As a kid, I grew up eating bland, steamed cauliflower with just enough salt to make it barely palatable. And I consumed it solely because my brother and I weren’t excused from dinner until we had finished everything on our plates. Unable to hide the large florets in my dinner napkin or feed them to our Miniature Poodle, Colette, under the table, I had limited choices.
Memories of said vegetable were enough to make me steer clear of it well into my adult life. However, sometime in my mid-thirties, I decided to give cauliflower a second chance. I found that when combined with proper ingredients, seasonings, and garnishes, cauliflower could prove to be quite tasty.
In recent years, I’ve had the vegetable in a variety of carnations – roasted cauliflower, cauliflower soufflé, cauliflower gratin, curried cauliflower, stir-fried cauliflower, cauliflower crudite, and cauliflower soup. Last year, I even made cauliflower steak, a sliced slab of cauliflower that is pan grilled and served over a Romesco sauce made of blended roasted bell peppers, tomato paste, red wine vinegar, chickpeas, toasted hazelnuts, blanched almonds, paprika, olive oil, and freshly ground black pepper.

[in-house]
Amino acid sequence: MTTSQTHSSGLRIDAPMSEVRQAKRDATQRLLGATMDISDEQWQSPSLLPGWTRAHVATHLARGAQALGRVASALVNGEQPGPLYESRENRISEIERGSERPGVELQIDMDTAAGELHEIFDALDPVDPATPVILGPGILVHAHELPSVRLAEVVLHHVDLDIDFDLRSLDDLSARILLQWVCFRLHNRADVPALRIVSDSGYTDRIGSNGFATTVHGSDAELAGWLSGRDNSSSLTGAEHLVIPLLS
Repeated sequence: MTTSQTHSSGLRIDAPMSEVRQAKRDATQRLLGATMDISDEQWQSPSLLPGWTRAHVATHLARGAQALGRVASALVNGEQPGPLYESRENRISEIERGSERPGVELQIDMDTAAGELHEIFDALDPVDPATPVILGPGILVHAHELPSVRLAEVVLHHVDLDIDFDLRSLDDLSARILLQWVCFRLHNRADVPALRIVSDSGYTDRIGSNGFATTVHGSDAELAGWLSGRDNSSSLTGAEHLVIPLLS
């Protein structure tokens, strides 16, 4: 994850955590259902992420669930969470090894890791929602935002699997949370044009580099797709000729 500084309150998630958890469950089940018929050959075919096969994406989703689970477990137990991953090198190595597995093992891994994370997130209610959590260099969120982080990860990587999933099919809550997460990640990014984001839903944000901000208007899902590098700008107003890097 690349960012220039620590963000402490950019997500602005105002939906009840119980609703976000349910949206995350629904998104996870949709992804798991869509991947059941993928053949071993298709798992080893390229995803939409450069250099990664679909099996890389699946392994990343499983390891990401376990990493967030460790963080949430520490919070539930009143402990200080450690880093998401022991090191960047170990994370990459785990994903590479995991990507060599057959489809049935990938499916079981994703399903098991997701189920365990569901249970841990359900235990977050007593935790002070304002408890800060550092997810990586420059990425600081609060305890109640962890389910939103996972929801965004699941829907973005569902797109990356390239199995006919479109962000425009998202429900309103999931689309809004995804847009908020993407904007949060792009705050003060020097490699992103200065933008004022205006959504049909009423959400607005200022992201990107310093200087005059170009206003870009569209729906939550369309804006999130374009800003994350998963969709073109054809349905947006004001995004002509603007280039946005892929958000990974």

So, I thought I’d done it all – tried, tested, and tasted all things cauliflower. Boy, was I wrong! Have you ever heard of cauliflower pizza? Well, I hadn’t until just last month when a friend of mine was talking about making it. She told me that the recipe calls for the vegetable to be “riced,” or ground into rice-sized pieces, in a food processor (some grocery stores actually sell the cauliflower already crumbled). It is then substituted for flour in the pizza “crust.” What??? This highly intrigued me and I decided I had to try it myself.
I started by cutting up a whole cauliflower into florets and pulsing the pieces in a food processor until they were all ground up. A medium head should yield about two-and-a-half cups of the “rice.” Afterward, I transferred the processed cauliflower to a microwave-safe bowl and cooked it (you can also steam it if you wish). Once it cooled down, I wrapped the cauliflower in a triple layer of paper towels and squeezed out the water, then repeated the whole process again.
Of course, a crust with only crumbled cauliflower would not taste good, nor would it stick together. You also need to add an egg, Parmesan cheese, shredded mozzarella, Italian seasoning, and a little kosher salt. I mixed everything together and shaped it into a 10-inch round on a pizza stone lined with parchment paper and coated with olive oil (you can also use a flat cookie pan).
After heating the crust to golden brown in a 425-degree oven, I removed it and it looked like this:
Then I topped with pizza sauce (recipe below, or make it easy on yourself and buy a jar at the market). I also added thin wedges of fresh mozzarella and sliced red onion and red pepper, but you can add any toppings that you like. Then, I returned the pizza to the oven and baked until the cheese melted and got bubbly.